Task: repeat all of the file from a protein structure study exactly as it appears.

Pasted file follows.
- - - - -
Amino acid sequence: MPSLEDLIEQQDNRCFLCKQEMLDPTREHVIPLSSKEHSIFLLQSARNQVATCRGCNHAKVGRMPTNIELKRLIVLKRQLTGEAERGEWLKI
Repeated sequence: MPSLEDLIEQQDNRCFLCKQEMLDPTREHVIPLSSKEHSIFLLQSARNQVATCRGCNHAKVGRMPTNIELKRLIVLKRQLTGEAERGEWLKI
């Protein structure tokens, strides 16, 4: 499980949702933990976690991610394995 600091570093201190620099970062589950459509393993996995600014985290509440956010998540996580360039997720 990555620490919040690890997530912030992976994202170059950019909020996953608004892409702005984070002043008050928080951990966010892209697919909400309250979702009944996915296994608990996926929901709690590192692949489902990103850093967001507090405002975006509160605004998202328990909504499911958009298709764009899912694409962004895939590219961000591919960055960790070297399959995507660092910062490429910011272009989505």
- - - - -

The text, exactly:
Amino acid sequence: MPSLEDLIEQQDNRCFLCKQEMLDPTREHVIPLSSKEHSIFLLQSARNQVATCRGCNHAKVGRMPTNIELKRLIVLKRQLTGEAERGEWLKI
Repeated sequence: MPSLEDLIEQQDNRCFLCKQEMLDPTREHVIPLSSKEHSIFLLQSARNQVATCRGCNHAKVGRMPTNIELKRLIVLKRQLTGEAERGEWLKI
């Protein structure tokens, strides 16, 4: 499980949702933990976690991610394995 600091570093201190620099970062589950459509393993996995600014985290509440956010998540996580360039997720 990555620490919040690890997530912030992976994202170059950019909020996953608004892409702005984070002043008050928080951990966010892209697919909400309250979702009944996915296994608990996926929901709690590192692949489902990103850093967001507090405002975006509160605004998202328990909504499911958009298709764009899912694409962004895939590219961000591919960055960790070297399959995507660092910062490429910011272009989505």